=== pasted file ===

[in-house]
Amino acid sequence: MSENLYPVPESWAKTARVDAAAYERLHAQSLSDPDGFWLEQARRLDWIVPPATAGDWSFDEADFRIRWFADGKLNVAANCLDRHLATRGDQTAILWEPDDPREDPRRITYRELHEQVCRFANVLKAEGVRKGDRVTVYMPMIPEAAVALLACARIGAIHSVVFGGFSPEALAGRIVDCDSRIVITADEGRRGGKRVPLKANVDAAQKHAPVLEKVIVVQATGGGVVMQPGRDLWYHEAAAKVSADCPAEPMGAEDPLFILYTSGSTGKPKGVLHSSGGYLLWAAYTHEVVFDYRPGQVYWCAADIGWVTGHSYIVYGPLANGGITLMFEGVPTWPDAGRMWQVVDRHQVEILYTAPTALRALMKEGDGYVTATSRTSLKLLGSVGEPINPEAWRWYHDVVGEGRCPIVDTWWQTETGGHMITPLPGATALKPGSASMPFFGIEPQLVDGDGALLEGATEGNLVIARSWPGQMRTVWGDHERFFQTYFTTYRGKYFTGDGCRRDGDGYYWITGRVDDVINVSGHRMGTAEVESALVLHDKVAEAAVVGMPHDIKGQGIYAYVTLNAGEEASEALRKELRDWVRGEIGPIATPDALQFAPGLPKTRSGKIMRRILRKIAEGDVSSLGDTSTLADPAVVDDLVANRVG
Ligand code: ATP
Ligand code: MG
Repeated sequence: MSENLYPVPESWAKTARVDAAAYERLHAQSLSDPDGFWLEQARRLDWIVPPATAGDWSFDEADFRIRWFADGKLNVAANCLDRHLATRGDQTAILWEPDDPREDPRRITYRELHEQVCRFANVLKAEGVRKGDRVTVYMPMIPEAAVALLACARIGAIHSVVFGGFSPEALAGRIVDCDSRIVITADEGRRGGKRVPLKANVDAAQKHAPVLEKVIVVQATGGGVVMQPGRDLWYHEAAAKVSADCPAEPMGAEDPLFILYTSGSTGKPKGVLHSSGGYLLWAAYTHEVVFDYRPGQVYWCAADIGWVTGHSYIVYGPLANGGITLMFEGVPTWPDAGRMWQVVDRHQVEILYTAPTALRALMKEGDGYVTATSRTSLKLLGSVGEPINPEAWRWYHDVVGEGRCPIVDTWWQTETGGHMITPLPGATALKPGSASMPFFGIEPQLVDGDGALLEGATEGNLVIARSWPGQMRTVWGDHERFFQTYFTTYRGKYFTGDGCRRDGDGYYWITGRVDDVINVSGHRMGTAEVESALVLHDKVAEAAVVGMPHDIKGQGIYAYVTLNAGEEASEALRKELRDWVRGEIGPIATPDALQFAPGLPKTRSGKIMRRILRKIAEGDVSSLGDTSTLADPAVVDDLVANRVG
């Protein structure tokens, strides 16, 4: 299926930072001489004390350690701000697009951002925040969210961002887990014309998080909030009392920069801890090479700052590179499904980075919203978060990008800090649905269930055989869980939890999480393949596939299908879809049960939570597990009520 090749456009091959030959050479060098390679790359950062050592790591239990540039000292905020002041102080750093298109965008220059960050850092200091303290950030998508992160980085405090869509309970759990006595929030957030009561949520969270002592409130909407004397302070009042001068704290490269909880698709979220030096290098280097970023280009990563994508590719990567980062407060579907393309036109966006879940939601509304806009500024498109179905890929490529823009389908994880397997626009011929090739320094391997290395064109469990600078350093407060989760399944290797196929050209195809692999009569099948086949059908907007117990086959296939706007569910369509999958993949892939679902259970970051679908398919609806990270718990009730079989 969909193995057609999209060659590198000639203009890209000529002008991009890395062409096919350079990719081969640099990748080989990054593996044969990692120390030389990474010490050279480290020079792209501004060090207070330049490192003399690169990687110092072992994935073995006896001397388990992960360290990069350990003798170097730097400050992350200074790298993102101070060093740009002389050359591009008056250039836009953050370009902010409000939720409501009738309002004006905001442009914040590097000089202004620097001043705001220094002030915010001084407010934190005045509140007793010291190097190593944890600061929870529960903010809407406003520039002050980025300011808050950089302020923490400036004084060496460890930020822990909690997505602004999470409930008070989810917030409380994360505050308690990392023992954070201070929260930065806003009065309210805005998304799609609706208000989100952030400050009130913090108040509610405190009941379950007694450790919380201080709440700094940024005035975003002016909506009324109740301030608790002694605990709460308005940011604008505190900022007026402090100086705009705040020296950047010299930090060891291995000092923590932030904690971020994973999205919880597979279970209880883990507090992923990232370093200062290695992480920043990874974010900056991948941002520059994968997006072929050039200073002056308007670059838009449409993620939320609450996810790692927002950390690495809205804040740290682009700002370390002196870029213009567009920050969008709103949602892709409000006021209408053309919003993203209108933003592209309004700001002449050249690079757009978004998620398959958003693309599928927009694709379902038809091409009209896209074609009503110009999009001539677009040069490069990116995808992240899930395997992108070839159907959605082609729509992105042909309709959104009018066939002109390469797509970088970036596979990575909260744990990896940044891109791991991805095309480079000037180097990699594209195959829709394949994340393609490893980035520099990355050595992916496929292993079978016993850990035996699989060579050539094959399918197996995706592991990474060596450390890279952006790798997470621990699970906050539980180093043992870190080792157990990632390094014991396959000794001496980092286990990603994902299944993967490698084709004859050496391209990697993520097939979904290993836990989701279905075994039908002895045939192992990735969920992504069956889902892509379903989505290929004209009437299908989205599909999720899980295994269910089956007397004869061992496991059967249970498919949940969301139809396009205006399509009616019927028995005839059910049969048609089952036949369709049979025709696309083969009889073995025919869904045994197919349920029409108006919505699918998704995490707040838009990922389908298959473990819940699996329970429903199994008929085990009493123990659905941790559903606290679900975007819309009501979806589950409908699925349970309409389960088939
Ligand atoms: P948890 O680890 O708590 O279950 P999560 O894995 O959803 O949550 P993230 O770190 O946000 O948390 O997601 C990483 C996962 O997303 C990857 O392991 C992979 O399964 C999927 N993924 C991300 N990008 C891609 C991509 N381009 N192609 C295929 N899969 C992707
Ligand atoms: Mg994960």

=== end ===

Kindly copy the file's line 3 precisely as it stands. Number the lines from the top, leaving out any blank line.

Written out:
Ligand code: ATP